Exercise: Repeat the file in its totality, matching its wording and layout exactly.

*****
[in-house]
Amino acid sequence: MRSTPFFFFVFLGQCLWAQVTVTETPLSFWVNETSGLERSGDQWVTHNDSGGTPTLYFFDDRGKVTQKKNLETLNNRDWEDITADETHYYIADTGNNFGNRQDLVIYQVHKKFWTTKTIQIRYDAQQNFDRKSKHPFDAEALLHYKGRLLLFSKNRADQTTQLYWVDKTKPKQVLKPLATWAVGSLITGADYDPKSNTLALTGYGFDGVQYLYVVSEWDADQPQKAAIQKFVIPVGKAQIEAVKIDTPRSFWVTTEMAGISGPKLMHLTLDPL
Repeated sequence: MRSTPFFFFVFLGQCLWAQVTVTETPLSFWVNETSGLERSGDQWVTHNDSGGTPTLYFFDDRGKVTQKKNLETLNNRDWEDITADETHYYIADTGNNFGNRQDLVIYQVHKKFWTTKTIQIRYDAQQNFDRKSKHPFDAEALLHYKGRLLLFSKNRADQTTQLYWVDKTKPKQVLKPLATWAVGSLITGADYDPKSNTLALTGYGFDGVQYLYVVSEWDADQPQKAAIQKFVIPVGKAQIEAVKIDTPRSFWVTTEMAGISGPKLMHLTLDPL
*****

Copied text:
[in-house]
Amino acid sequence: MRSTPFFFFVFLGQCLWAQVTVTETPLSFWVNETSGLERSGDQWVTHNDSGGTPTLYFFDDRGKVTQKKNLETLNNRDWEDITADETHYYIADTGNNFGNRQDLVIYQVHKKFWTTKTIQIRYDAQQNFDRKSKHPFDAEALLHYKGRLLLFSKNRADQTTQLYWVDKTKPKQVLKPLATWAVGSLITGADYDPKSNTLALTGYGFDGVQYLYVVSEWDADQPQKAAIQKFVIPVGKAQIEAVKIDTPRSFWVTTEMAGISGPKLMHLTLDPL
Repeated sequence: MRSTPFFFFVFLGQCLWAQVTVTETPLSFWVNETSGLERSGDQWVTHNDSGGTPTLYFFDDRGKVTQKKNLETLNNRDWEDITADETHYYIADTGNNFGNRQDLVIYQVHKKFWTTKTIQIRYDAQQNFDRKSKHPFDAEALLHYKGRLLLFSKNRADQTTQLYWVDKTKPKQVLKPLATWAVGSLITGADYDPKSNTLALTGYGFDGVQYLYVVSEWDADQPQKAAIQKFVIPVGKAQIEAVKIDTPRSFWVTTEMAGISGPKLMHLTLDPL